From The BLT

A Korean criminal should not be treated the same as a U.S. one for attorney disciplinary purposes, a Washington, D.C., appellate court has ruled.

Following a flight from Washington to Seoul, Rockville, Md.-based lawyer Jinhee Kim Wilde was charged with stealing $1,100 in cash from a fellow passenger. She was subsequently convicted by a court in Incheon, where Seoul's main international airport is located. The attorney was a member of the D.C. Bar, so after learning of her conviction, the Office of Bar Counsel began disciplinary proceedings as they would for a lawyer convicted in a U.S. court.

Wilde opposed bar counsel’s efforts, arguing the rules applying to convictions in U.S. state and federal courts shouldn’t apply to convictions in foreign courts. On Thursday, a three-judge panel of the District of Columbia Court of Appeals agreed.

The court ruled that under local law and the Rules of Professional Responsibility, a criminal conviction from a court in a foreign country can’t be treated the same as a conviction in a U.S. state or federal court. However, the court did find that the Office of Bar Counsel, which prosecutes attorney discipline cases, could bring charges and then try to prove that a foreign court proceeding was fair and the conviction should be considered. The court dismissed Wilde’s case, but left the door open for the office to bring charges of misconduct against Wilde.

Bar Counsel Wallace Shipp Jr., said today that his office was “looking for direction from the court and the court, with this opinion, certainly gave it to us.”

Wilde was represented by Kevin Bedell of Greenberg Traurig. In a phone interview today, Wilde said she was innocent of the theft charge and was glad the D.C. court dismissed her case. "I am also glad that they recognized that different court systems have different standards and systems," she said. The court system in South Korea, she added, seemed to adhere to a standard of "guilty until proven innocent."

Unlike cases in which bar counsel initiates charges against an attorney for misconduct, the process is different for lawyers convicted in criminal proceedings. Once a lawyer is found guilty of a "serious crime" as defined by bar rules, bar counsel only has to prove to the Board on Professional Responsibility that the lawyer was found guilty of a crime of “moral turpitude," as opposed to having to prove the full underlying case. The board makes a recommendation to the appeals court, which makes the final decision.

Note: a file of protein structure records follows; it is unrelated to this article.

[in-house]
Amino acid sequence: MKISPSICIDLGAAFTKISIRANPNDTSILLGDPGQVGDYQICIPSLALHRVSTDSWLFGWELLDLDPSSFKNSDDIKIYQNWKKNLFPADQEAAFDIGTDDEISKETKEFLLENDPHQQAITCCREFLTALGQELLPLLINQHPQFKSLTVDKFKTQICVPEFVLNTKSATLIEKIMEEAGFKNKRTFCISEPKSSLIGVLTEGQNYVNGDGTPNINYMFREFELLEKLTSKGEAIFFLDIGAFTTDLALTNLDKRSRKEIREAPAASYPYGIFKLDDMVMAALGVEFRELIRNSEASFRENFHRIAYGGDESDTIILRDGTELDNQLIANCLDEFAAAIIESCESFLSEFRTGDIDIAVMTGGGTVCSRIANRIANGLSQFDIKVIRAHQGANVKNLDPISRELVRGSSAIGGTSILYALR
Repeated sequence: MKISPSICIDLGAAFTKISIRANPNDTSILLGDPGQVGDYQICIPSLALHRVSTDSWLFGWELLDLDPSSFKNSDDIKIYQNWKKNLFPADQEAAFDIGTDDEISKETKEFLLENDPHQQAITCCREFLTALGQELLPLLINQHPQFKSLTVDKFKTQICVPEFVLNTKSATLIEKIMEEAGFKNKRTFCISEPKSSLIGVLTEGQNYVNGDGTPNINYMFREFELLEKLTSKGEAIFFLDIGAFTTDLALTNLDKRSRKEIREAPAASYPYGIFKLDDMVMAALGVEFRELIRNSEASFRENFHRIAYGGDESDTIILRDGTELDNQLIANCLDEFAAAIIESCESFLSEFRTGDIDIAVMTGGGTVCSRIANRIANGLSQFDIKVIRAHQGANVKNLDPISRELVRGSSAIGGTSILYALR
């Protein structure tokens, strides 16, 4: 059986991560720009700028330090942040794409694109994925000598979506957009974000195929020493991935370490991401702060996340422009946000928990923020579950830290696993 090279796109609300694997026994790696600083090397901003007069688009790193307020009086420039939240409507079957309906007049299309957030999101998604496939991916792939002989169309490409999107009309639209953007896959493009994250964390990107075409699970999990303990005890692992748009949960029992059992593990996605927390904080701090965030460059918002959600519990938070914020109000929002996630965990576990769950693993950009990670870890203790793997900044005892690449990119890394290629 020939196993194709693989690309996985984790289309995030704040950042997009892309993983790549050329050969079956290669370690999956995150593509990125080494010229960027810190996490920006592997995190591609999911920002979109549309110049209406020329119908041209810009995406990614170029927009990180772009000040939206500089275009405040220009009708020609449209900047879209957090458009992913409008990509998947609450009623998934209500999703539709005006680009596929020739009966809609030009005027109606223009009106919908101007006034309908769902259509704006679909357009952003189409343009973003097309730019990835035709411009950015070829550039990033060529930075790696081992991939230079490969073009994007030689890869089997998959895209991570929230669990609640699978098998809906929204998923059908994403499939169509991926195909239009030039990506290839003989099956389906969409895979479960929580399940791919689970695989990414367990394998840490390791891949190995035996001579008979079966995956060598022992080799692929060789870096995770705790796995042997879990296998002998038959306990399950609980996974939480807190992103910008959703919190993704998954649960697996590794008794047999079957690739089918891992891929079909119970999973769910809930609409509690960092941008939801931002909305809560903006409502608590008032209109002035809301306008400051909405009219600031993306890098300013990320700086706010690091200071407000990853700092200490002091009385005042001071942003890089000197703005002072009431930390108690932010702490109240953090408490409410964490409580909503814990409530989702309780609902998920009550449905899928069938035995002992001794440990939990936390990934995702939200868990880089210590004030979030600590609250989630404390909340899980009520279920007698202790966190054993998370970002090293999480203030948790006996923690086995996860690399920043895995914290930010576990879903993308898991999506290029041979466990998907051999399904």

After bar counsel notified the D.C. appeals court of Wilde’s conviction and recommended disciplinary action, Wilde opposed the request, saying the rules governing disciplinary action for a criminal conviction shouldn’t apply to convictions from foreign courts. She was placed on a temporary suspension.

As Wilde’s disciplinary matter in D.C. moved ahead, a court in Maryland cleared her of misconduct in a similar disciplinary proceeding. In that case, bar counsel withdrew a request to enter the Incheon conviction into the record because it didn’t meet the standards for evidence, according to today’s opinion.

The Board on Professional Responsibility in D.C. recommended reconsidering Wilde’s suspension, finding the guidelines for punishing attorneys convicted in U.S. courts didn't apply to foreign courts. Bar counsel argued that not recognizing convictions from other countries would give lawyers a “free pass” because it would be difficult to prove a case that took place in another country, especially in light of the office’s geographically limited subpoena power.

Cases such as Wilde’s are rare. According to the opinion, the court was aware of only one other case in which a U.S. court imposed discipline based on a conviction in a foreign court. Bar counsel argued that given the increasingly global nature of legal practice, the court could expect to see more such cases in the future.

The board countered that if a foreign conviction was treated the same as a U.S. conviction, the board would have to decide on a case-by-case basis whether a defendant was treated fairly and afforded due process by the foreign court, which would be difficult.

Senior Judge James Belson, writing for the panel, said the rules for disciplining lawyers convicted in U.S. courts weren’t meant to apply to foreign court proceedings, meaning a conviction in a foreign court couldn’t automatically trigger discipline. However, the court found that bar counsel had discretion to bring charges and then argue to have the foreign court conviction considered as part of its case.

Judges Stephen Glickman and Anna Blackburne-Rigsby also heard the case.